As set out above, the applicant was not provided with an estimate of legal costs in writing or with an estimate prior to entry into the settlement deed. Adero Law further did not advise him on the fact, or implications flowing from, the findings set out above, many of which were observed by the costs consultant. Ultimately, the Court was not satisfied that Mr Schoneweiss had appropriate legal advice as to the above matters and how they may impact the assessment and placed no weight on Mr Schoneweiss’ support of the application for legal costs.

It is worth noting that after the issues related to costs were deferred to a second hearing, the Court made the extraordinary order to require Adero Law to file and serve on the applicant an affidavit to: (1) disclose the outcome of a review of its time entries and annexing those records; (2) provide a description of, and justification for, tasks undertaken prior to entry into the costs agreement; (3) identify any costs said to be chargeable for obtaining the costs consultant’s opinion; (4) provide a detailed description and explanation of the work undertaken in preparing the pleadings; and (5) disclose the extent to which certain work was duplicative of work produced in relation to other proceedings and explaining why it is claimed against the applicant.

Pleadings Deductions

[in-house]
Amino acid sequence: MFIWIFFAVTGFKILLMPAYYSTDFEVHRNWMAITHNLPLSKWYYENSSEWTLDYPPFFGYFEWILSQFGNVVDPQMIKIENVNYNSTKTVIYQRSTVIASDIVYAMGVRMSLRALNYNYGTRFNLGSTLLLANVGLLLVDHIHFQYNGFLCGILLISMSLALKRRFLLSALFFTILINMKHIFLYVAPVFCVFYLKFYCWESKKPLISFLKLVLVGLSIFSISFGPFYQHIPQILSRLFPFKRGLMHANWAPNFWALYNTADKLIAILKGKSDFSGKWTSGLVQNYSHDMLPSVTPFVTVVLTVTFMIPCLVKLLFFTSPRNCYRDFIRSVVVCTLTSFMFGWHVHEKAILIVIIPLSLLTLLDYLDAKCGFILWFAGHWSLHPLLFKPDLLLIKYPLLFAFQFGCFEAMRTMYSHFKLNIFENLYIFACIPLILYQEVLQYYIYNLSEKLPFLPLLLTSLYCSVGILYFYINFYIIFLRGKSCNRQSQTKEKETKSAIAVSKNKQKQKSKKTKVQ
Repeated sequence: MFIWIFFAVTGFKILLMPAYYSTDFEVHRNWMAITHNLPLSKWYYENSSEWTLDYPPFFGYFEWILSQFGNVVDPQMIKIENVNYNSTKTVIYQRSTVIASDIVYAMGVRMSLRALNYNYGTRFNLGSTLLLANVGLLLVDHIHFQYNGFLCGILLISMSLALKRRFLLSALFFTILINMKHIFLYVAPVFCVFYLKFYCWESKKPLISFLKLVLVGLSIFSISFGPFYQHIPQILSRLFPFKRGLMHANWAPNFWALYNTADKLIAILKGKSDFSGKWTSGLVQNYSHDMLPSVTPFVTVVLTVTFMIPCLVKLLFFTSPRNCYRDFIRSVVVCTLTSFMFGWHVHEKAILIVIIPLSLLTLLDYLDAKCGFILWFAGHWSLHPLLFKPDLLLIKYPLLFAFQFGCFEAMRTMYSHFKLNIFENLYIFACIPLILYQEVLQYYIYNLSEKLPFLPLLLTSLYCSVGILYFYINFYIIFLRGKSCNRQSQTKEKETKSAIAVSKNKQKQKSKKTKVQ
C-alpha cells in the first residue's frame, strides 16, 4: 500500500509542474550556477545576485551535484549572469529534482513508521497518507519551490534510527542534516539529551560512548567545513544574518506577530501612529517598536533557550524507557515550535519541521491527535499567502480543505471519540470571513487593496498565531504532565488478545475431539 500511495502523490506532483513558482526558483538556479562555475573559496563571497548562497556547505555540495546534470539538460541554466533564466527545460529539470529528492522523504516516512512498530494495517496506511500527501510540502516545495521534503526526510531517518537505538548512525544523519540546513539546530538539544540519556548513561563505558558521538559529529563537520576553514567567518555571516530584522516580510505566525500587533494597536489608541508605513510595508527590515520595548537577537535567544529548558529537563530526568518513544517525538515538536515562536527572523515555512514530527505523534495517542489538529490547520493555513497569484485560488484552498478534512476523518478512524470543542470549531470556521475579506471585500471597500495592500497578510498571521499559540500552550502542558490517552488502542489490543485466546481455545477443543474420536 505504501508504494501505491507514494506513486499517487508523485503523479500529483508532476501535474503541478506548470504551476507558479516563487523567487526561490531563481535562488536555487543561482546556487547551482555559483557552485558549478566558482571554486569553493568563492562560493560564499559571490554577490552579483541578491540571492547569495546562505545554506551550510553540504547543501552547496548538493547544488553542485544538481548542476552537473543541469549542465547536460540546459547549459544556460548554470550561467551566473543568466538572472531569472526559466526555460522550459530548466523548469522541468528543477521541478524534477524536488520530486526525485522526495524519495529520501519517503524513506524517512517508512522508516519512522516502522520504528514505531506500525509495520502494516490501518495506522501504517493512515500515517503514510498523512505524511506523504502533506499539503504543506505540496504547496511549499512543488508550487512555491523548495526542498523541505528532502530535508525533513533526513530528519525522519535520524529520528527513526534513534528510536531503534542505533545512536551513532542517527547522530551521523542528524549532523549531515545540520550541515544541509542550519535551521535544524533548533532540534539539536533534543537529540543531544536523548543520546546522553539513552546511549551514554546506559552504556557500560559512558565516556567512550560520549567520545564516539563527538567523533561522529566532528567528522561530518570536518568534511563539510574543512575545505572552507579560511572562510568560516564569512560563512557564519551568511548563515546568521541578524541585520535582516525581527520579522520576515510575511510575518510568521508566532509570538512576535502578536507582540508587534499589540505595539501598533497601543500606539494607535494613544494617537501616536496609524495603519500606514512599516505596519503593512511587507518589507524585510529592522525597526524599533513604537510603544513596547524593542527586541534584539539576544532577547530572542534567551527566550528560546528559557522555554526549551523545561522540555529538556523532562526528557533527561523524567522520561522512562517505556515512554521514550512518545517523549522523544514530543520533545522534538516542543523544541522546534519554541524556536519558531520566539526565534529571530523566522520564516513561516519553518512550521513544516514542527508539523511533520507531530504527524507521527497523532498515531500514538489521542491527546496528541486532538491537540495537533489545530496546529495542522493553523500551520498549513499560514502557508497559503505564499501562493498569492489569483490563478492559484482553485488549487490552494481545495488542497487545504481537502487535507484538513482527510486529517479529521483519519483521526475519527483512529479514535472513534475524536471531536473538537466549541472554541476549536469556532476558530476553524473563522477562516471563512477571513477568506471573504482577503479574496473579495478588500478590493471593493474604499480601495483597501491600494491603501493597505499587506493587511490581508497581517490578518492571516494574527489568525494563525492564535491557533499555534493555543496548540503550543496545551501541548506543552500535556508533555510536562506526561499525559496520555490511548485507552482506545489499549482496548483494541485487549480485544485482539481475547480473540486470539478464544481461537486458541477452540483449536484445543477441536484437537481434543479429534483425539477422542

Her Honour noted that the bills provided to the costs consultant were insufficient to permit her to discern the time expended on certain tasks, resulting in inter alia her failure to identify the full extent of time expended on drafting the pleadings. Her Honour accepted Adero Law’s evidence that it was 120 hours, and assessed the rate chargeable for drafting the pleadings with reference to Schedule 3 of the Federal Court Rules 2011 (Cth) (Rules) for item-based costing and allowed $7,800 ($59.00 per 100 words), a discount of $47,753.50.

Other Deductions

The Court made further deductions including, but not limited to:

  • 12 hours of Principal time anticipated in preparation for the settlement approval hearing which involved a review of the whole file was deducted;
  • hours billed for drafting documents based on the item-based costing scale in Sch 3 to the Rules;
  • any expense related to the preparation of the costs consultant’s report;
  • no uplift was included, due to, among other things, the fact that the proceedings were at an early stage and there had not been any undue complexity that required particular care or skill above the pre-existing duties owed by solicitors; and
  • a 10% deduction was made for the failures to disclose costs estimates both in the costs agreement and prior to entry into the settlement deed pursuant to s 22 of the LP Act.

The costs consultant, Ms Catherine Dealehr, had already calculated deductions for various identified issues in her reports, including removing costs associated with preparing costs agreements and bills in the itemised bill provided to her.

The Court further reduced costs by $171,775.86, approximately one third of the costs sought and assessed by the costs consultant.

Schoneweiss v The Fourth Force Pty Ltd (No 2) [2022] FCA 1489

Federal Court of Australia, Charlesworth J,
12 December 2022

Applicant’s Solicitors: Adero Law
Respondents’ Solicitors: Respondent did not appear
Applicant’s Funder: N/A

Austlii Link: Available here